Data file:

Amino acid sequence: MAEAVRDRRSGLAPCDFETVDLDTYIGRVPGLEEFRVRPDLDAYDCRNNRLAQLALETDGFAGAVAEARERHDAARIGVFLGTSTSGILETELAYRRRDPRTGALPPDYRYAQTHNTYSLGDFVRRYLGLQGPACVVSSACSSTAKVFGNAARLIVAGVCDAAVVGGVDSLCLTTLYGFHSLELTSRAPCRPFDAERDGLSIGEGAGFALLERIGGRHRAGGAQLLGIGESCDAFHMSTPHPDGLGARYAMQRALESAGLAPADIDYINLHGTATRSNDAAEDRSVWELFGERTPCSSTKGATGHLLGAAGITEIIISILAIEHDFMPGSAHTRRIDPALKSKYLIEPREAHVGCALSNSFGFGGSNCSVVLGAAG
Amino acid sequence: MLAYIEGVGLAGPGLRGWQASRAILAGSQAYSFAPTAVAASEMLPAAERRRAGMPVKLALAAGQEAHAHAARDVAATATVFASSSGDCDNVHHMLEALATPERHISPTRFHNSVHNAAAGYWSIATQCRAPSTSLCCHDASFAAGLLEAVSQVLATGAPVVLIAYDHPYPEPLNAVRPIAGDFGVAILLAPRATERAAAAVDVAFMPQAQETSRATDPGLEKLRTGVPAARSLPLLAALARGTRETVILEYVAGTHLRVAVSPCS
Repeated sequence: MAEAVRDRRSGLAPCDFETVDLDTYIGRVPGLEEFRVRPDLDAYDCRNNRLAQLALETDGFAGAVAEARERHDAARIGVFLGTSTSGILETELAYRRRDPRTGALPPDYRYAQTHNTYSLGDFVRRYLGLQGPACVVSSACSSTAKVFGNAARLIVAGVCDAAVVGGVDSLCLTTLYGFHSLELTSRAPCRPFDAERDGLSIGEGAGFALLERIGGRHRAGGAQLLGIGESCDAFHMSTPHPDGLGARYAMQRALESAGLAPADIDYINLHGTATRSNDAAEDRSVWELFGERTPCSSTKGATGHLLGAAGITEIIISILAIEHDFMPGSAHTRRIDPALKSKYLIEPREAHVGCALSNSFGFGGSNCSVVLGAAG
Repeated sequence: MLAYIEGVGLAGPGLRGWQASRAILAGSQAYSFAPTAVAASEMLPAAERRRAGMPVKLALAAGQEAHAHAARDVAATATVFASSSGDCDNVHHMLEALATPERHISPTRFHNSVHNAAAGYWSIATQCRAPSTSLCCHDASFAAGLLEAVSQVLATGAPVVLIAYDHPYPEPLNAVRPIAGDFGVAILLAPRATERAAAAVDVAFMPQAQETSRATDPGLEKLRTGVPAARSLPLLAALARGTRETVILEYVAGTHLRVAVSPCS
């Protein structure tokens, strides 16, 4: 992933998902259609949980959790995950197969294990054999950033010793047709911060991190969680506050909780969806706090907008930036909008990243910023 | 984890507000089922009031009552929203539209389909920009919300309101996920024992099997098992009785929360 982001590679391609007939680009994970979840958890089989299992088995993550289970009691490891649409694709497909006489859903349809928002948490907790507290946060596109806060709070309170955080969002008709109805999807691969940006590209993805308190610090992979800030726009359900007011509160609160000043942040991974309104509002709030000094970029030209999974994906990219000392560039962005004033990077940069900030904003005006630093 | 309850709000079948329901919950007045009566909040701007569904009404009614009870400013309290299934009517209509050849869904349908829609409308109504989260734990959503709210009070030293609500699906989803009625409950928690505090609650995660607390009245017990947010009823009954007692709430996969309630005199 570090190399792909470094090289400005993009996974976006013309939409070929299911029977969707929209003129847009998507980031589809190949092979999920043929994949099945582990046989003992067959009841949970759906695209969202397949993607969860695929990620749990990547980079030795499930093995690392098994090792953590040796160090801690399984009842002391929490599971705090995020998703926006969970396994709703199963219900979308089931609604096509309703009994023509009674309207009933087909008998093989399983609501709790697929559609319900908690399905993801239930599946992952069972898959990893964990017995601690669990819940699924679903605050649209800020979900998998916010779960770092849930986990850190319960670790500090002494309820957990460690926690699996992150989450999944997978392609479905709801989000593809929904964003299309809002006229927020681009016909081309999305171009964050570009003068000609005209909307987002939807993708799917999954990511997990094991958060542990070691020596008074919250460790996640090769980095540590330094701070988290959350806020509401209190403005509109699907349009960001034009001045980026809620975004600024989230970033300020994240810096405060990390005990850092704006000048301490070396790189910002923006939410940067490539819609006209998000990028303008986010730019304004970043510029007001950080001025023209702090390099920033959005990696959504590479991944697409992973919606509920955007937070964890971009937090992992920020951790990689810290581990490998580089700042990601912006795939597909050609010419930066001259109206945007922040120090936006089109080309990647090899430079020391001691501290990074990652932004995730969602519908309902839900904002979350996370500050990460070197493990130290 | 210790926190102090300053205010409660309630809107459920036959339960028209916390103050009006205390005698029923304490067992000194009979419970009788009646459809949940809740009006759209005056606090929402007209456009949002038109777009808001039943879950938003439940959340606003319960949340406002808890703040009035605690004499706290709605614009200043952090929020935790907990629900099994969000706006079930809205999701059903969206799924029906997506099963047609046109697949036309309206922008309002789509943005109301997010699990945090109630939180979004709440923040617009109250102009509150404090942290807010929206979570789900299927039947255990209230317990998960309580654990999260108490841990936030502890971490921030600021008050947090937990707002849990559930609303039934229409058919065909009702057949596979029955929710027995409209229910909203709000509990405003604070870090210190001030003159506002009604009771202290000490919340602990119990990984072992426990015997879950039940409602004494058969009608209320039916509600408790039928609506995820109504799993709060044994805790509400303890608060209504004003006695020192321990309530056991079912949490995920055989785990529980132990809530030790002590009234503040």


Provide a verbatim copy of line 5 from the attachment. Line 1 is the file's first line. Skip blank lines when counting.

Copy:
């Protein structure tokens, strides 16, 4: 992933998902259609949980959790995950197969294990054999950033010793047709911060991190969680506050909780969806706090907008930036909008990243910023 | 984890507000089922009031009552929203539209389909920009919300309101996920024992099997098992009785929360 982001590679391609007939680009994970979840958890089989299992088995993550289970009691490891649409694709497909006489859903349809928002948490907790507290946060596109806060709070309170955080969002008709109805999807691969940006590209993805308190610090992979800030726009359900007011509160609160000043942040991974309104509002709030000094970029030209999974994906990219000392560039962005004033990077940069900030904003005006630093 | 309850709000079948329901919950007045009566909040701007569904009404009614009870400013309290299934009517209509050849869904349908829609409308109504989260734990959503709210009070030293609500699906989803009625409950928690505090609650995660607390009245017990947010009823009954007692709430996969309630005199 570090190399792909470094090289400005993009996974976006013309939409070929299911029977969707929209003129847009998507980031589809190949092979999920043929994949099945582990046989003992067959009841949970759906695209969202397949993607969860695929990620749990990547980079030795499930093995690392098994090792953590040796160090801690399984009842002391929490599971705090995020998703926006969970396994709703199963219900979308089931609604096509309703009994023509009674309207009933087909008998093989399983609501709790697929559609319900908690399905993801239930599946992952069972898959990893964990017995601690669990819940699924679903605050649209800020979900998998916010779960770092849930986990850190319960670790500090002494309820957990460690926690699996992150989450999944997978392609479905709801989000593809929904964003299309809002006229927020681009016909081309999305171009964050570009003068000609005209909307987002939807993708799917999954990511997990094991958060542990070691020596008074919250460790996640090769980095540590330094701070988290959350806020509401209190403005509109699907349009960001034009001045980026809620975004600024989230970033300020994240810096405060990390005990850092704006000048301490070396790189910002923006939410940067490539819609006209998000990028303008986010730019304004970043510029007001950080001025023209702090390099920033959005990696959504590479991944697409992973919606509920955007937070964890971009937090992992920020951790990689810290581990490998580089700042990601912006795939597909050609010419930066001259109206945007922040120090936006089109080309990647090899430079020391001691501290990074990652932004995730969602519908309902839900904002979350996370500050990460070197493990130290 | 210790926190102090300053205010409660309630809107459920036959339960028209916390103050009006205390005698029923304490067992000194009979419970009788009646459809949940809740009006759209005056606090929402007209456009949002038109777009808001039943879950938003439940959340606003319960949340406002808890703040009035605690004499706290709605614009200043952090929020935790907990629900099994969000706006079930809205999701059903969206799924029906997506099963047609046109697949036309309206922008309002789509943005109301997010699990945090109630939180979004709440923040617009109250102009509150404090942290807010929206979570789900299927039947255990209230317990998960309580654990999260108490841990936030502890971490921030600021008050947090937990707002849990559930609303039934229409058919065909009702057949596979029955929710027995409209229910909203709000509990405003604070870090210190001030003159506002009604009771202290000490919340602990119990990984072992426990015997879950039940409602004494058969009608209320039916509600408790039928609506995820109504799993709060044994805790509400303890608060209504004003006695020192321990309530056991079912949490995920055989785990529980132990809530030790002590009234503040």